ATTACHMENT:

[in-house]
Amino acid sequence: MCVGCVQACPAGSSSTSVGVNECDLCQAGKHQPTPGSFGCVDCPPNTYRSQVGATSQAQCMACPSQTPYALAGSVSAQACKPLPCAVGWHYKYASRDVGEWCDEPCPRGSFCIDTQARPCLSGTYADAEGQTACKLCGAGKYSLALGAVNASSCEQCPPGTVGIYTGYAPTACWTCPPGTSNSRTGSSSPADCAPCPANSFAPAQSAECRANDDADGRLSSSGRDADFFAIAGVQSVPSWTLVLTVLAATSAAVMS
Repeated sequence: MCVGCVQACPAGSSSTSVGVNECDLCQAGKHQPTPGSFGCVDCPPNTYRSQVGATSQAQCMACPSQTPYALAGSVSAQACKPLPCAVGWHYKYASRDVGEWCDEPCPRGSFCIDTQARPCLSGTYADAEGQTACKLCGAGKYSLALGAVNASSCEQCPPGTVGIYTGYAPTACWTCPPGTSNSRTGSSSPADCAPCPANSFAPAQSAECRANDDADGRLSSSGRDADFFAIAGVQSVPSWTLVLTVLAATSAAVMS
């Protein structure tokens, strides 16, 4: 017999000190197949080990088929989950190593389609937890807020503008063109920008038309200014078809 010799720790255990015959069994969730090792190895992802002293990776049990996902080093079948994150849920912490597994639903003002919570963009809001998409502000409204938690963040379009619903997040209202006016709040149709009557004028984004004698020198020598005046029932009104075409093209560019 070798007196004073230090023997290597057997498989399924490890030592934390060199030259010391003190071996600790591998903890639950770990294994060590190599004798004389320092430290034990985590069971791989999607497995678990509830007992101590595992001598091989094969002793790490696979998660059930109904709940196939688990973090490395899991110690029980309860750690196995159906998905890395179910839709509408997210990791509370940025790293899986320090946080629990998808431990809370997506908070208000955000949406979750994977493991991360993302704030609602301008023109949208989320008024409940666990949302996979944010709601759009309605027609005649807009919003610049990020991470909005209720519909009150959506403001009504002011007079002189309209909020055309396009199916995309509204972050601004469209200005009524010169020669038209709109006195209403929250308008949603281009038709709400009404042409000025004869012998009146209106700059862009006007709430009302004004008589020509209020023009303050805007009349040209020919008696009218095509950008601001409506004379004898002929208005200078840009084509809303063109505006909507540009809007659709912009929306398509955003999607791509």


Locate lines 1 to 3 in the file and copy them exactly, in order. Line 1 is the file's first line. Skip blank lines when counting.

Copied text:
[in-house]
Amino acid sequence: MCVGCVQACPAGSSSTSVGVNECDLCQAGKHQPTPGSFGCVDCPPNTYRSQVGATSQAQCMACPSQTPYALAGSVSAQACKPLPCAVGWHYKYASRDVGEWCDEPCPRGSFCIDTQARPCLSGTYADAEGQTACKLCGAGKYSLALGAVNASSCEQCPPGTVGIYTGYAPTACWTCPPGTSNSRTGSSSPADCAPCPANSFAPAQSAECRANDDADGRLSSSGRDADFFAIAGVQSVPSWTLVLTVLAATSAAVMS
Repeated sequence: MCVGCVQACPAGSSSTSVGVNECDLCQAGKHQPTPGSFGCVDCPPNTYRSQVGATSQAQCMACPSQTPYALAGSVSAQACKPLPCAVGWHYKYASRDVGEWCDEPCPRGSFCIDTQARPCLSGTYADAEGQTACKLCGAGKYSLALGAVNASSCEQCPPGTVGIYTGYAPTACWTCPPGTSNSRTGSSSPADCAPCPANSFAPAQSAECRANDDADGRLSSSGRDADFFAIAGVQSVPSWTLVLTVLAATSAAVMS